Pride comes before a fall. Until recently the UK co‑operative movement had plenty to be proud of. In 2012 the wider sector turned over almost £37 billion and grew faster than the UK economy. The largest co‑op, the Co-operative Group, successfully acquired the Somerfield supermarket chain in 2008 and the Britannia building society in 2009, reversing years of relative decline since the 1960s when co-ops had a 25 per cent market share. In this context the ambitious bid to buy 632 branches from Lloyds TSB seemed to make sense. Instead, in less than a year, multiple crises have left the Co-operative Group with just 30 per cent of the bank it used to own.
That things had seemed to be going so well may explain the stunned silence from active Co-op members. The Co-op’s democratic leadership maintains it was a choice between accepting minority ownership of the bank or losing the whole Group – shops, funerals, the lot. With no organised democratic challenge to what was happening, customers and members could either acquiesce or leave.
The Save Our Bank campaign, launched with the support of Ethical Consumer magazine, offered an alternative for customers who wanted to act collectively. The campaign drew on two key facts.
First, the Co-op Group leadership appeared to have persuaded the hedge funds that an ethical stance was needed to retain customers. Second, by abandoning the bank, the most motivated customers would have no influence on how things developed. The bank would lose its ethical policy and would never see a return to co-operative ownership.
Save Our Bank’s response was to say ‘don’t switch yet’. The campaign would use ‘crowd power’ in pursuit of two aims: preserving a meaningful customer-led ethical policy, and enabling an eventual return to majority co-operative ownership. This straightforward message of hope has resonated with many thousands of customers, but it disguises the bigger challenges now facing the campaign.
Of nearly 2,000 supporters who completed an online survey, more than half said that preserving the ethical policy should be the initial focus of the campaign. Some, particularly among the larger NGOs and charities that signed up to the campaign’s ‘ethical policy declaration’, believe a return to mutual ownership is at most a long term aim and may be unachievable. However, in the same survey, 70 per cent said that only mutual ownership could guarantee a real ethical policy.
Illustration: Martin Rowson
The campaign’s simple message of hope faces a conundrum: how can the ethical stance be preserved with the hedge funds in control, and how can the Co-operative Group ever regain ownership of the bank given the amounts of money involved? These may be the wrong questions, however.
First, the hedge funds do not have a majority share as many assume. There is a mix of owners, some of whom understand that the bank needs a real and credible ethical policy to retain customers. The campaign can help focus their minds by acting as a kind of union of Co-op Bank customers. To work well this strategy needs a credible threat of a mass switch. So it makes sense to hold discussions with potential alternative mutual or ethical providers, while holding to the ‘don’t switch yet’ message that tells the owners that it’s worth listening.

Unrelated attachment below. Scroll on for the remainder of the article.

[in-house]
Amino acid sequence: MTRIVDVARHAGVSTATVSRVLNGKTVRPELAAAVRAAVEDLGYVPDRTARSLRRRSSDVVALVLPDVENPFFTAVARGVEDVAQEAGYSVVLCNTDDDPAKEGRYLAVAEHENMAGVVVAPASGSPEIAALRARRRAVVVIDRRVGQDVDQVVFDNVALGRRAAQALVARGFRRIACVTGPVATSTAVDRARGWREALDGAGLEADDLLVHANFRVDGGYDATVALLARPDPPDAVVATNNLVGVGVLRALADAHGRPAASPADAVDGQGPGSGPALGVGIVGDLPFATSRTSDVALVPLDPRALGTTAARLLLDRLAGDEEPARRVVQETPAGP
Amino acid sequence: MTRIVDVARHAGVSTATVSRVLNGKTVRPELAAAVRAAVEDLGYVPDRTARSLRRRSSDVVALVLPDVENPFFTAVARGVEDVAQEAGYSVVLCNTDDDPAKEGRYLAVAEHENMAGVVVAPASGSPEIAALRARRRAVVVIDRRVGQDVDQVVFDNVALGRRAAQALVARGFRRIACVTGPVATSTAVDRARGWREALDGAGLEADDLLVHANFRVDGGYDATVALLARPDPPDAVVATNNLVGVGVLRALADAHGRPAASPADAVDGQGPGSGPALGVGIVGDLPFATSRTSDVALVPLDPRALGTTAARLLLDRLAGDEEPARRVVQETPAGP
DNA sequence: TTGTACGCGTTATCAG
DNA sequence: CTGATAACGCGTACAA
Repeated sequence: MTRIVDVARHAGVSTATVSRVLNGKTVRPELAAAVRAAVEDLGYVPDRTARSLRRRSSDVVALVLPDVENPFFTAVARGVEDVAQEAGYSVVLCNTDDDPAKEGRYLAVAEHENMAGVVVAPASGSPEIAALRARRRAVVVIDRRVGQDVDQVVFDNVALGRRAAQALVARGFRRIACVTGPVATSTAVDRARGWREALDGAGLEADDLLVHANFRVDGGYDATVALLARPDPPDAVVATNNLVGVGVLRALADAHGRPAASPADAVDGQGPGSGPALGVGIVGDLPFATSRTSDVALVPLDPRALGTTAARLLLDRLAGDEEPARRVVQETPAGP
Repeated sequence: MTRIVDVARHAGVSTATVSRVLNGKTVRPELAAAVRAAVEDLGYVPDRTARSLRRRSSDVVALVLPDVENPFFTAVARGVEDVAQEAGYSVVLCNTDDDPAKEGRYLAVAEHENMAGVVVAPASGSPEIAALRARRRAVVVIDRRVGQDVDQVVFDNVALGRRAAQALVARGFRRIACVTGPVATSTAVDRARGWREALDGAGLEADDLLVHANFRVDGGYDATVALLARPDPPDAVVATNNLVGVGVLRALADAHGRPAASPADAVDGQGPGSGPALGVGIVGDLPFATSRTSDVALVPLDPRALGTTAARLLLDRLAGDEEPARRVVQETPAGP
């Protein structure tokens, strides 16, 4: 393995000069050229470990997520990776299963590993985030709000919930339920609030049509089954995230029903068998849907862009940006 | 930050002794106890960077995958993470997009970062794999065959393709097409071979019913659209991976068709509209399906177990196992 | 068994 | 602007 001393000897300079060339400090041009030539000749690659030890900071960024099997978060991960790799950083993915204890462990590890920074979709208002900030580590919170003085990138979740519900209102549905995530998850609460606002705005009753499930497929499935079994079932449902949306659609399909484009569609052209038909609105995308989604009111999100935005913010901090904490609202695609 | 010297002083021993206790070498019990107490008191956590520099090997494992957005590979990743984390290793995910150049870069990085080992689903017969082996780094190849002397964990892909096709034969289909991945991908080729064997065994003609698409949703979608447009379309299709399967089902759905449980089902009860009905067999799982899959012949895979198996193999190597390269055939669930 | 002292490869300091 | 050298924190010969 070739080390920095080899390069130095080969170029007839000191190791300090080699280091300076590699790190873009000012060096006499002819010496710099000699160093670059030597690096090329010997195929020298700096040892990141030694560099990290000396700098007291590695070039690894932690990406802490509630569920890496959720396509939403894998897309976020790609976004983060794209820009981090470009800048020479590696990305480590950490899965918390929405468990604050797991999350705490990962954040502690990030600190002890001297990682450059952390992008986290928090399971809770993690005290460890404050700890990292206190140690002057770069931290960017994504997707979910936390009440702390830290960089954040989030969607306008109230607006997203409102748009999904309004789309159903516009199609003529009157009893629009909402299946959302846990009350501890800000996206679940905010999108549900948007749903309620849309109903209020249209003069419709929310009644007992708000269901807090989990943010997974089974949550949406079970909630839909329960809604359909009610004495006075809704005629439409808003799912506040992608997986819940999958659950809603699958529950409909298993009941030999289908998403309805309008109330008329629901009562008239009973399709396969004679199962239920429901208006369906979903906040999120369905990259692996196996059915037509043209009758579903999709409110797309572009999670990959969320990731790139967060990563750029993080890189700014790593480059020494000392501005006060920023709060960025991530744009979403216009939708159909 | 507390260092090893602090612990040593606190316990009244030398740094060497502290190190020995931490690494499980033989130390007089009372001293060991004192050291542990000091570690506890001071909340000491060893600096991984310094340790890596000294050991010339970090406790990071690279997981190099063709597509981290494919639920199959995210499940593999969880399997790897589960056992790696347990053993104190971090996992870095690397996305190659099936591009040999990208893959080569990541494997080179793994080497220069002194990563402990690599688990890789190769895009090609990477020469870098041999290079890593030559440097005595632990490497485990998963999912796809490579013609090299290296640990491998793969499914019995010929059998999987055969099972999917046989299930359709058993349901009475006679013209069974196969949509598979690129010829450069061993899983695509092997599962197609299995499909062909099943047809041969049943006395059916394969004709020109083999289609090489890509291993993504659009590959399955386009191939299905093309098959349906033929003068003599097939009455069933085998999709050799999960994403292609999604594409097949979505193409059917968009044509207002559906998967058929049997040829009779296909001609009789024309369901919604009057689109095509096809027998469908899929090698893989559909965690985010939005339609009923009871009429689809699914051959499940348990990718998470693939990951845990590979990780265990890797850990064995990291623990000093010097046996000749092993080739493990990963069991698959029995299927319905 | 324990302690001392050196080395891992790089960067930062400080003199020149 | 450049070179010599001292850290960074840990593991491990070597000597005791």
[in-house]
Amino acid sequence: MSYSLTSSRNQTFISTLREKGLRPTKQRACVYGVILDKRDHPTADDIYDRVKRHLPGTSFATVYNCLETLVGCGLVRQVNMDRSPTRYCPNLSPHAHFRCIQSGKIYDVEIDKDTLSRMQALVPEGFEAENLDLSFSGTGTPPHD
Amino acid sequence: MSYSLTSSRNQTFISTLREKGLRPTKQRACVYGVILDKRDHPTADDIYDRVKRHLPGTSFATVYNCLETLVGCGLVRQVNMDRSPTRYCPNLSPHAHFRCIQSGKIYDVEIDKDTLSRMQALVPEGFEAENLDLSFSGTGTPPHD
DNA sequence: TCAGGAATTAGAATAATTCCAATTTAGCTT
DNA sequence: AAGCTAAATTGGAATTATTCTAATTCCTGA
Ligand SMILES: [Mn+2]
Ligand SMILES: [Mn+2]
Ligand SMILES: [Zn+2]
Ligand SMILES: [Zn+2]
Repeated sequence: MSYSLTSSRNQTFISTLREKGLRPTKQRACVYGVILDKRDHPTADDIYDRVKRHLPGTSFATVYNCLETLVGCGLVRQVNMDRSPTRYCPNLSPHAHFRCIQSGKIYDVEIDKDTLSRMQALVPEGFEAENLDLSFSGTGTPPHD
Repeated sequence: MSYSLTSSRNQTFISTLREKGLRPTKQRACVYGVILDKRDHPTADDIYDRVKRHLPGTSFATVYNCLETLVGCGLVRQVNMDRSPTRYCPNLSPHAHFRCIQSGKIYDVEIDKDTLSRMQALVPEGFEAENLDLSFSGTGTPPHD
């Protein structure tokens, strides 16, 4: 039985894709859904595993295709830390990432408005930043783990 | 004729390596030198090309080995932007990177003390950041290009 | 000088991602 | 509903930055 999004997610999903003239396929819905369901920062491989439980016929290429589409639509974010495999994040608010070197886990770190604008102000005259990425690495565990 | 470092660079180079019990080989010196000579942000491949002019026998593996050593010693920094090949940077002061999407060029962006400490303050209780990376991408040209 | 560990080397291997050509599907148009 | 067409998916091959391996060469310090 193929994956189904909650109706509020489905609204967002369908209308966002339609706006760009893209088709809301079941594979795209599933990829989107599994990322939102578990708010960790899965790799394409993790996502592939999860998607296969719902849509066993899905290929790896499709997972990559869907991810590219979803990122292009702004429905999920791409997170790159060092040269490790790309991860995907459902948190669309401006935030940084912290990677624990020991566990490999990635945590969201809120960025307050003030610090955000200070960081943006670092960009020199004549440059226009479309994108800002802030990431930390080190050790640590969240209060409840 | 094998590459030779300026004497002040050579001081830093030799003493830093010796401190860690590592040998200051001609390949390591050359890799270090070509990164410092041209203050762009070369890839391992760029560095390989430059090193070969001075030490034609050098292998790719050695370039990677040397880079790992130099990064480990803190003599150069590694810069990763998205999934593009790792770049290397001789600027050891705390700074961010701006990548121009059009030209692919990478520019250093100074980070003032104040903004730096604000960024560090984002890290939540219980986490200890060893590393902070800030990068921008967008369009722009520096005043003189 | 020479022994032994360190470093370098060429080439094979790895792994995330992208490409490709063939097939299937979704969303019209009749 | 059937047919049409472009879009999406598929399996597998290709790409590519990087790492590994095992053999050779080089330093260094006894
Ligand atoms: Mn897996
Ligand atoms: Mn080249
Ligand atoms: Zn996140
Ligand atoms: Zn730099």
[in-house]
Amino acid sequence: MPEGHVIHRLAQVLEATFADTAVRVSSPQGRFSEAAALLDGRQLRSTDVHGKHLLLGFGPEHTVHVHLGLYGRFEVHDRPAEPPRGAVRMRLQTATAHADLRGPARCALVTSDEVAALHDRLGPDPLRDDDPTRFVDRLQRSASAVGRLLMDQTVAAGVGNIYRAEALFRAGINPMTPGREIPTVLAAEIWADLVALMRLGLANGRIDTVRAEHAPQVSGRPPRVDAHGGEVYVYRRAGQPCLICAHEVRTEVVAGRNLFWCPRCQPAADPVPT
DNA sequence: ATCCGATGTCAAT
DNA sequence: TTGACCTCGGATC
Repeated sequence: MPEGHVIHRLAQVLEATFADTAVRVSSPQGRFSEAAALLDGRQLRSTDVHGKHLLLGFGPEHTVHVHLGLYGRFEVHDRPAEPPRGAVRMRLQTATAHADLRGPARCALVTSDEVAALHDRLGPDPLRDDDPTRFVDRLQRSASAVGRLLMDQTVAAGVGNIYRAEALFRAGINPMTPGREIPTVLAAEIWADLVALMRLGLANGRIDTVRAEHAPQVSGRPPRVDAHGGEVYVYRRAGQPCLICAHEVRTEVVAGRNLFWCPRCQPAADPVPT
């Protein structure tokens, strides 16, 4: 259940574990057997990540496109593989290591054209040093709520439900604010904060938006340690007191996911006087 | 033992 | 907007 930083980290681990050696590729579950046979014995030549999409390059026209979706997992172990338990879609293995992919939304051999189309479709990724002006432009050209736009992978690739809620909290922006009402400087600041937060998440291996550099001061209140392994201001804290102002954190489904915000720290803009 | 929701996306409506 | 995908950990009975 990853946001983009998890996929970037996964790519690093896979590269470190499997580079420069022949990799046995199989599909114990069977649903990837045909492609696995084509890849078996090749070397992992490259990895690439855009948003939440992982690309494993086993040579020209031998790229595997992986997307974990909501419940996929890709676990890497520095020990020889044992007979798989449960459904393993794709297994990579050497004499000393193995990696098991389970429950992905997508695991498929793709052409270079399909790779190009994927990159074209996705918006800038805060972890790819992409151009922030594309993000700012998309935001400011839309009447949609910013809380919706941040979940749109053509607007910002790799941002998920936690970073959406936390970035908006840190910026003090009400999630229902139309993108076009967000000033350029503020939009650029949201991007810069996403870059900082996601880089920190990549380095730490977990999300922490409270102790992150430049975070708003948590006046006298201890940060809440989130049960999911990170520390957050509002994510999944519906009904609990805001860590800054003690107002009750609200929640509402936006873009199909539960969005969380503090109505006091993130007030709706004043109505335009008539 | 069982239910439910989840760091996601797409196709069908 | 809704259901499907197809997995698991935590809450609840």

Second, regaining co-operative control of the bank may not require the Co-operative Group to invest precious capital buying back from the hedge funds. An astonishing 62 per cent of respondents to the campaign survey said they would be prepared to invest their own money to help re-mutualise the bank. The co-op could have turned to its own members before private investors to fill the gap in the balance sheet – and it could still pursue this option.
A promising alternative would be for members and customers – perhaps including some of the third sector institutions that bank with the Co-op – to create their own fund. A co-operatively-controlled fund could play a number of roles. As a minority shareholder it would carry influence in the bank and could help call management to account – arguably where the democratic structure of the Co-operative Group has failed.
But it could also play a more direct role, perhaps drawing on the experience of continental mutuals, where national institutions are made up of smaller, locally controlled regional banks. Some European mutuals have raised the possibility of cross investment as a way of strengthening mutual balance sheets. Just as the Save Our Bank campaign has been built entirely online, a new fund could use crowd‑funding techniques and play a part as an investor in the small and start-up enterprises that are the motor of economic growth in 2014.
The campaign faces challenges, but it has plenty of options.
Find out more about Save our Bank at www.saveourbank.coop
The Greens have stood down in Brighton Kemptown to clear the way for Labour, and the Lib Dems won’t stand in Brighton’s other seat, Green-held Pavilion. Davy Jones, who would have been the Green candidate in Kemptown, says this shows the way forward
The snap general election represents a unique opportunity to defeat this terrible government. We believe that visual artists have a crucial role to play!
Drax is the UK's biggest source of CO2 emissions – and we're paying for it, writes Almuth Ernsting
For the past 3 years, Barby Asante and members of London-based artists' collective, sorryyoufeeluncomfortable, have been responding directly to the vision of James Baldwin. Ahead of the nationwide release of a new film about the American activist and author, they reflect on the enduring relevance of Baldwin in Britain today.
Housing campaigners' gains in Bristol are spurring on a national movement to build a renters' union, writes Stuart Melvin